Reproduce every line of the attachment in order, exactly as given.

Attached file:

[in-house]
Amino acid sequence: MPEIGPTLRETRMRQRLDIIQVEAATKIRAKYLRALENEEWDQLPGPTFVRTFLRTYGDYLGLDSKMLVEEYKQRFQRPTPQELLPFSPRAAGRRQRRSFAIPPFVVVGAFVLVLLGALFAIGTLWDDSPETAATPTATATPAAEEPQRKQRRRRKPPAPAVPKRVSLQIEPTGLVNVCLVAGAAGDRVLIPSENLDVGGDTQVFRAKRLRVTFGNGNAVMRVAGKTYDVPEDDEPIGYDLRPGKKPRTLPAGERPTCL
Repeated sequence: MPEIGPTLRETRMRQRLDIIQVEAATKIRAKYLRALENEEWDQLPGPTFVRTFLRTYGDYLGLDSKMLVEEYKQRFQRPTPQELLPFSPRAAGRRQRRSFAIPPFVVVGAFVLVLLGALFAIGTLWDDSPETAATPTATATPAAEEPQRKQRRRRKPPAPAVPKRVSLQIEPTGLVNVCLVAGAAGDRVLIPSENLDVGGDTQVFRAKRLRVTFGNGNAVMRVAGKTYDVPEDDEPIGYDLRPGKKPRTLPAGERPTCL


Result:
[in-house]
Amino acid sequence: MPEIGPTLRETRMRQRLDIIQVEAATKIRAKYLRALENEEWDQLPGPTFVRTFLRTYGDYLGLDSKMLVEEYKQRFQRPTPQELLPFSPRAAGRRQRRSFAIPPFVVVGAFVLVLLGALFAIGTLWDDSPETAATPTATATPAAEEPQRKQRRRRKPPAPAVPKRVSLQIEPTGLVNVCLVAGAAGDRVLIPSENLDVGGDTQVFRAKRLRVTFGNGNAVMRVAGKTYDVPEDDEPIGYDLRPGKKPRTLPAGERPTCL
Repeated sequence: MPEIGPTLRETRMRQRLDIIQVEAATKIRAKYLRALENEEWDQLPGPTFVRTFLRTYGDYLGLDSKMLVEEYKQRFQRPTPQELLPFSPRAAGRRQRRSFAIPPFVVVGAFVLVLLGALFAIGTLWDDSPETAATPTATATPAAEEPQRKQRRRRKPPAPAVPKRVSLQIEPTGLVNVCLVAGAAGDRVLIPSENLDVGGDTQVFRAKRLRVTFGNGNAVMRVAGKTYDVPEDDEPIGYDLRPGKKPRTLPAGERPTCL